In his final scheduled press conference of the year, President Barack Obama made a crack about how he knew which reporters to call on.

“Before I wish a merry Christmas to all and to all a good night, I will take some questions. Jay prepared a list of who’s naughty and nice,” Obama said, referring to White House press secretary Jay Carney.

Obama Year End Press Conference Worst Year of Presidency NSA Snowden Iran

President Barack Obama speaks during an end-of-the year news conference in the Brady Press Briefing Room at the White House in Washington, Friday, Dec. 20, 2013. At the end of his fifth year in office, Obama’s job approval and personal favorability ratings have fallen to around the lowest point of his presidency. Obama will depart later for his home state of Hawaii for his annual Christmas vacation trip. (AP Photo/Susan Walsh)

As he closes out his most scandal-plagued year in office to date, the first question asked was rather straightforward: “Has this been the worst year of your presidency?”

“That’s not how I think of it,” Obama said, before noting that oil production is up and a budget was passed. But he said he was disappointed to not get new gun control or immigration legislation through.

The president has endured disastrous problems with the rollout of his signature health care law, as well as numerous scandals involving the Internal Revenue Service targeting of conservative groups and unprecedented leaks about National Security Agency surveillance.

“If you’re measuring this by polls, my polls have gone up and down a lot through the course of my career. I mean, if I was interested in polling, I wouldn’t have run for president,” he said. “I was polling at 70 percent was — when I was in the U.S. Senate. I took this job to deliver for the American people, and I knew and will continue to know that there are going to be ups and downs on it.”

Obama was set to leave for Hawaii Friday evening to stay through the new year.

This week a federal judge ruled the NSA spying was likely unconstitutional, while on Wednesday, the White House released a 300-page report with 46 recommendations calling for sweeping reforms in the spying program to allow for greater congressional oversight of the executive branch. Obama vowed to review the recommendations and make changes, but stood by comments six months earlier that the NSA data gathering program struck the right balance between liberty and security.

“The statements I made then are entirely consistent with the statements that I make now, which is that we believed that we had scrubbed these programs and struck an appropriate balance, and there had not been evidence, and there continues not to be evidence that the particular program had been abused in how it was used and that it was a useful tool, working with other tools the intelligence community has, to ensure that if we have a thread on a potential terrorist threat, that that can be followed effectively,” Obama said.

Asked about contractor-turned-fugitive leaker Edward Snowden, Obama said he caused unnecessary damage to national security.

“I think that there was a way for us to have this conversation without that damage,” Obama said. “As a consequence of these disclosures, we’ve got countries who actually do the things that Mr. Snowden says he’s worried about, very explicitly — engaging in surveillance of their own citizens, targeting political dissidents, targeting and suppressing the press, who somehow are able to sit on the sidelines and act as if it’s the United States that has problems when it comes to surveillance and intelligence operations. And that’s a pretty distorted view of what’s going on out there. I think that, as important and as necessary as this debate has been, it is also important to keep in mind that this has done unnecessary damage to U.S. intelligence capabilities and U.S. diplomacy.”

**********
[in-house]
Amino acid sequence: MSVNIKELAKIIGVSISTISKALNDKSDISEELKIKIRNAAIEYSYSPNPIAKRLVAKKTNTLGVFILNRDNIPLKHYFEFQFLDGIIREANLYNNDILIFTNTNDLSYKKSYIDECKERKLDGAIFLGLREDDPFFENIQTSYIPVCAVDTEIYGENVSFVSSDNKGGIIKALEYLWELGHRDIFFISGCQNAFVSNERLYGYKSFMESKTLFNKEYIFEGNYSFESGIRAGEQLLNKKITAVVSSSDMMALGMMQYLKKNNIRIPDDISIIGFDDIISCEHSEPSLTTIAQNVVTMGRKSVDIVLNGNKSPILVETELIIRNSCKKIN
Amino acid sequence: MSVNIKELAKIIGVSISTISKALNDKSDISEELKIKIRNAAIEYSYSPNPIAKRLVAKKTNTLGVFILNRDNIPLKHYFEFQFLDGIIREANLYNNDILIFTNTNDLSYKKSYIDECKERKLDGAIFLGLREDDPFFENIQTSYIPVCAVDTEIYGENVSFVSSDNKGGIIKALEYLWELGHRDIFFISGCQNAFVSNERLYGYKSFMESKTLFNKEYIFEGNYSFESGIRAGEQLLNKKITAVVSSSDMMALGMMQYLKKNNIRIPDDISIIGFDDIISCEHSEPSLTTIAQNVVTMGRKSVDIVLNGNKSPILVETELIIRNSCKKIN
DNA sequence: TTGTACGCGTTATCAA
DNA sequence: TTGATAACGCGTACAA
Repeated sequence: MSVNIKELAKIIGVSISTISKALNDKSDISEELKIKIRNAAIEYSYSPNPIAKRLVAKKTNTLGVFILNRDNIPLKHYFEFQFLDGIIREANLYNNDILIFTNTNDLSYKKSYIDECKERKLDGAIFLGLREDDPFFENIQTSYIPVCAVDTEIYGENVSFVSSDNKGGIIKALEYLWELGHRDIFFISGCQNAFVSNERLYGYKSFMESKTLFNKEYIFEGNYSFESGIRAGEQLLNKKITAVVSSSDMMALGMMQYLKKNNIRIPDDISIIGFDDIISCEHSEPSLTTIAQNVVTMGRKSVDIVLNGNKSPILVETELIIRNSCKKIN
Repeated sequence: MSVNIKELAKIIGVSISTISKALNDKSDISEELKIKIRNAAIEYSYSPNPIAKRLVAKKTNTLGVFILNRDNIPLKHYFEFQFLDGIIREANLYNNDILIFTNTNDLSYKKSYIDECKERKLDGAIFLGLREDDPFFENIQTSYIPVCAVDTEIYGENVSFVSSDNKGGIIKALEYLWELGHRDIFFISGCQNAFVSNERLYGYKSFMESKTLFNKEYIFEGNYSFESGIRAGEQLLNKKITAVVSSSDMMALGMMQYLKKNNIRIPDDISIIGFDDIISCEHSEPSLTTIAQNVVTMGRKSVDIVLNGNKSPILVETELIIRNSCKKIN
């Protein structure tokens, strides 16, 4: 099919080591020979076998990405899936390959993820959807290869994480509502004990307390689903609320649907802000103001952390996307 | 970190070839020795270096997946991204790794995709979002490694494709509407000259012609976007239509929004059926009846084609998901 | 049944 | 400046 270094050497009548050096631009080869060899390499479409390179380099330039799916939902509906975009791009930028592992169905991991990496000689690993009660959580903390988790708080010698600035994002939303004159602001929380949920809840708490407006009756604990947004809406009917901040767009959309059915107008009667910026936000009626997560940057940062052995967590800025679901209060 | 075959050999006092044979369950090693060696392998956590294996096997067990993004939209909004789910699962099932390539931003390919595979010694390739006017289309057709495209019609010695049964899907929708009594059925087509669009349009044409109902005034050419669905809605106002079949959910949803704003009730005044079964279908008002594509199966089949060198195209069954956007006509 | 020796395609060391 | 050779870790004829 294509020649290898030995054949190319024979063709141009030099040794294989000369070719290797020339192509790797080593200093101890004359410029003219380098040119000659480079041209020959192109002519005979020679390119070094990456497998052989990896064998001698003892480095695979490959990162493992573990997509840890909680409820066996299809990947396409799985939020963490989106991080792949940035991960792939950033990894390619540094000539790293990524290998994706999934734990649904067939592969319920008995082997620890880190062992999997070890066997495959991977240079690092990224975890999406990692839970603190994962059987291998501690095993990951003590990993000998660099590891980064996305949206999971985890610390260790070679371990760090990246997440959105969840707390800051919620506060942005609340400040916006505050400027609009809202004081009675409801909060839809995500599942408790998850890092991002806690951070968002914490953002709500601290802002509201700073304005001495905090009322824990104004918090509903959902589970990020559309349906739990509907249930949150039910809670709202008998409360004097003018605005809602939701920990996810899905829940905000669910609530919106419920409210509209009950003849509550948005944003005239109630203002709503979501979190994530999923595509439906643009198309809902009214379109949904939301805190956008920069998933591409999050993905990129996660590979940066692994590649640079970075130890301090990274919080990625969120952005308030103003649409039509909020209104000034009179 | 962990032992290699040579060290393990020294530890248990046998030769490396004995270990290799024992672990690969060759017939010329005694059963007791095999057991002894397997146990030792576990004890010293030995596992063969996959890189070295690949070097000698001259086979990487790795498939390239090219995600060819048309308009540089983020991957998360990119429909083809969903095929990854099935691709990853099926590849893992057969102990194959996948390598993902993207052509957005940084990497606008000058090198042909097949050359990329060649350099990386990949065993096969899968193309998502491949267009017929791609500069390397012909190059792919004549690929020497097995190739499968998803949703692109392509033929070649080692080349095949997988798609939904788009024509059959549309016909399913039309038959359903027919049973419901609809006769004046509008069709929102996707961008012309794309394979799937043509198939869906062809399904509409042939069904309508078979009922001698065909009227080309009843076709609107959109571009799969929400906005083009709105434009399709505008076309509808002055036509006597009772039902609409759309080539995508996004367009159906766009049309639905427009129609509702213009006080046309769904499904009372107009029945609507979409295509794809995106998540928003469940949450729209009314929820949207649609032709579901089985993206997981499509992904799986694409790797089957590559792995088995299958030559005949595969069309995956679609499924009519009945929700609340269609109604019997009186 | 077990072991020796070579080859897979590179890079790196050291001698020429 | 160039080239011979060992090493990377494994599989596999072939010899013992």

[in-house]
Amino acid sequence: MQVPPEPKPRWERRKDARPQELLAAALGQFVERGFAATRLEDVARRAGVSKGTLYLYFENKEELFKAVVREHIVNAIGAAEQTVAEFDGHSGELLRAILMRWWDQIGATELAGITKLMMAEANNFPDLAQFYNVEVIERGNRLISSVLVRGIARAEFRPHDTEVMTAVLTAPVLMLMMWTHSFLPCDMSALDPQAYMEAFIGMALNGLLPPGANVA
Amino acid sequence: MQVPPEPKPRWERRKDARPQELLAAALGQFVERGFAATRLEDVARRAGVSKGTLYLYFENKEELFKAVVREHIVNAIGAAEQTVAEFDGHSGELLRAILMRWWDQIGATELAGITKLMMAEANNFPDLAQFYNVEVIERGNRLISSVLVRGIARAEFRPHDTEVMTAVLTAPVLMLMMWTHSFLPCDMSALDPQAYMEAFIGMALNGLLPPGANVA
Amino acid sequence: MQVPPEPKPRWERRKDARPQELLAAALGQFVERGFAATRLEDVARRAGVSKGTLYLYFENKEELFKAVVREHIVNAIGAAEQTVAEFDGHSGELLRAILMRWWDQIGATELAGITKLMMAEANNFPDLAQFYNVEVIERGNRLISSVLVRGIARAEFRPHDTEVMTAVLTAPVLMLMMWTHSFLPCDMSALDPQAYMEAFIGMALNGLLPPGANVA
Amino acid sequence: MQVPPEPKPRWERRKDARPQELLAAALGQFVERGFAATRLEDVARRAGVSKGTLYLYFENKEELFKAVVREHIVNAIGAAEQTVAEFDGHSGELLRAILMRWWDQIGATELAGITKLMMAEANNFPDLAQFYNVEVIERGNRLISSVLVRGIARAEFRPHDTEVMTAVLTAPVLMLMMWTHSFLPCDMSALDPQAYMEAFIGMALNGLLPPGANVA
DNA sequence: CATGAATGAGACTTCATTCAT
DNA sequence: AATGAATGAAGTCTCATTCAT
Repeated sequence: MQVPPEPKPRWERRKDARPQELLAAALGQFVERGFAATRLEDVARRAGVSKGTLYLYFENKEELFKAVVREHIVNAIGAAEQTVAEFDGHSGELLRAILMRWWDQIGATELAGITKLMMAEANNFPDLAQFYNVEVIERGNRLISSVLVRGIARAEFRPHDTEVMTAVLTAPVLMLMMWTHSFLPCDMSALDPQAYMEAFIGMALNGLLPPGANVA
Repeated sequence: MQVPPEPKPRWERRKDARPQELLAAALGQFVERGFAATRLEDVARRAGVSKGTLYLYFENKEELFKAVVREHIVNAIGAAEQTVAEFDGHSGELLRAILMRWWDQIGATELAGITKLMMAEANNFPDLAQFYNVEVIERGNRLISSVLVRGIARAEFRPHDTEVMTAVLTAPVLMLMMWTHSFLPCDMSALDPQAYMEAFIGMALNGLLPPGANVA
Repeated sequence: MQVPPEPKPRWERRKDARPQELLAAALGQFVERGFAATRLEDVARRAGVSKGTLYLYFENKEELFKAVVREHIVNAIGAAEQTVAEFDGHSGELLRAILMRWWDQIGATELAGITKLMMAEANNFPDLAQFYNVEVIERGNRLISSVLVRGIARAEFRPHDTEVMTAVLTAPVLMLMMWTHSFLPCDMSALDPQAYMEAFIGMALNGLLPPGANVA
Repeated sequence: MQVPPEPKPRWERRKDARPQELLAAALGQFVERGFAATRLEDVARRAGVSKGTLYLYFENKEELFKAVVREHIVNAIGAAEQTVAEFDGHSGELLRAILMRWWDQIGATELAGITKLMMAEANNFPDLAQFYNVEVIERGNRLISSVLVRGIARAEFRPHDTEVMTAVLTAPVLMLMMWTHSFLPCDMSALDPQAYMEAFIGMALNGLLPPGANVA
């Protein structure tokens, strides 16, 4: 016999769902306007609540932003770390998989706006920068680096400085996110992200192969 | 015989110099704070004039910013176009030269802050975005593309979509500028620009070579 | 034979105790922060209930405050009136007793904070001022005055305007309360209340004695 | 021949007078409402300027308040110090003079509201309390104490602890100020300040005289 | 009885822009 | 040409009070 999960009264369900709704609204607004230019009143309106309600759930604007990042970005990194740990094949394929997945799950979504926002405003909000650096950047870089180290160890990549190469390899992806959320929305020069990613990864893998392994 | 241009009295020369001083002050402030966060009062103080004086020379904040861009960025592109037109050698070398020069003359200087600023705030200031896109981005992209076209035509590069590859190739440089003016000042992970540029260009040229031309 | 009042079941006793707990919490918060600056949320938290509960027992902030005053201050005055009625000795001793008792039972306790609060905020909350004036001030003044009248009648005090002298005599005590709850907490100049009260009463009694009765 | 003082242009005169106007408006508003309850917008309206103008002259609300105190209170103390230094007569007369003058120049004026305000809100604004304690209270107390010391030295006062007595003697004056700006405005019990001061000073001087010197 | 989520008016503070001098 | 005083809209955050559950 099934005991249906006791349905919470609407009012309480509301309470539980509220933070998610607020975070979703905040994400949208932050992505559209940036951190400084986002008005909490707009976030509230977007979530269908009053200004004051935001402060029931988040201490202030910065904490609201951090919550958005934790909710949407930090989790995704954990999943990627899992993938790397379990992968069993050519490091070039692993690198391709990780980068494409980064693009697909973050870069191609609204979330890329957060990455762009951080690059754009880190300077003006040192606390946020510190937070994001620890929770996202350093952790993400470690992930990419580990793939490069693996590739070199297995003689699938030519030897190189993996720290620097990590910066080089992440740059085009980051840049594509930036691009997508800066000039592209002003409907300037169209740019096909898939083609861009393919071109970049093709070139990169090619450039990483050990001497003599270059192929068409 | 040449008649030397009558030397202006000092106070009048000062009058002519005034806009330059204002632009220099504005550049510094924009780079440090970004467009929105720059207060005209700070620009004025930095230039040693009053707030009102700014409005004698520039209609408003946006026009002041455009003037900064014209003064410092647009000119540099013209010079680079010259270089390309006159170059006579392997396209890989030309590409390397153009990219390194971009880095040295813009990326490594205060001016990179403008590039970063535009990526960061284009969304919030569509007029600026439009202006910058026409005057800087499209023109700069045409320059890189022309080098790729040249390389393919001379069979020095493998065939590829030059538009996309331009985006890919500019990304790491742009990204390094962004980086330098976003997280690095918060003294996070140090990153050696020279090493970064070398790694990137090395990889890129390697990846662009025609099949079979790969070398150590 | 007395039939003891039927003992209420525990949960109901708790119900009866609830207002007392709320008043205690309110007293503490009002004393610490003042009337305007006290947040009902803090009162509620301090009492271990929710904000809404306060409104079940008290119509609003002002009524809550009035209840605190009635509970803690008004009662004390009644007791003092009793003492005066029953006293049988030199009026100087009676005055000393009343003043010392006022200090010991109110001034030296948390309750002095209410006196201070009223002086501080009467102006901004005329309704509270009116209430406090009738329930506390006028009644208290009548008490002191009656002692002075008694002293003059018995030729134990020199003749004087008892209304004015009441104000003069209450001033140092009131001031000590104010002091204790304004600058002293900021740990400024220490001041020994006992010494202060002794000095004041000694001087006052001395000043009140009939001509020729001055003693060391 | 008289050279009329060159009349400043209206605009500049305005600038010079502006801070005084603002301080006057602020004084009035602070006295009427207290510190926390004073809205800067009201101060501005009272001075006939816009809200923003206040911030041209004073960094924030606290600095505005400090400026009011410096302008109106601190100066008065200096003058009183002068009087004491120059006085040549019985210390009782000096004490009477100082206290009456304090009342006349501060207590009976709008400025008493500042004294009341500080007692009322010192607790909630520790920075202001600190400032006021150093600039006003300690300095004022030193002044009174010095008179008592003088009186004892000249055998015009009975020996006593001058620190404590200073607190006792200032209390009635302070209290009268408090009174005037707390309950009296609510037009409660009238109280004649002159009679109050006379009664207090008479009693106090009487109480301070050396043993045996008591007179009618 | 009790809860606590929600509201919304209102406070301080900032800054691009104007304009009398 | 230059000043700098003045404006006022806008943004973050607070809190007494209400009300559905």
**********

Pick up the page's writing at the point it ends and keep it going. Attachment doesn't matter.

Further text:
Obama has tried to change the subject to “income inequality” as his approval and trustworthy numbers drop amid problems on multiple fronts. He has also stressed lower wages and decreasing upward mobility, much of which has worsened during his time in office.

He vowed to devote 2014 to immigration reform and the non-specific goal of boosting the middle class. He also cited diplomacy with Iran and increased oil production as accomplishments for the administration.

On Thursday, the Department of Health and Human Services announced that the 5 million people who have had their health insurance plans canceled after the Obamacare implementation would be eligible for a “hardship exemption” from the individual mandate set to take effect on Jan. 1, 2014. Those qualifying for the exemptions will be allowed to enroll in cheaper plans that do not meet the government standards under the Affordable Care Act.

“There may still be a subset, a significantly smaller subset than some of the numbers that have been advertised, that are still looking for options, are still concerned about what they’re going to be doing next year,” Obama said. “And we just wanted to make sure that the hardship provision that was already existing in the law would also potentially apply to somebody who had problems during this transition period. So that’s the specifics of this latest change.”

Obama also discouraged Congress from passing new sanctions on Iran in the middle of nuclear negotiations in which the United States lifted sanctions for six months while Iran stopped enriching uranium.

Senate Foreign Relations Committee Chairman Robert Menendez (D-N.J.) has more than 20 co-sponsors for a Senate bill to impose more sanctions on Iran, which Obama believes would complicate negotiations. Obama urged members of Congress, “let’s test it.”

“It’s not hard for us to turn back the dial back if we want to increase sanctions even further on Iran,” Obama said. “Politically, being tough on Iran is good.”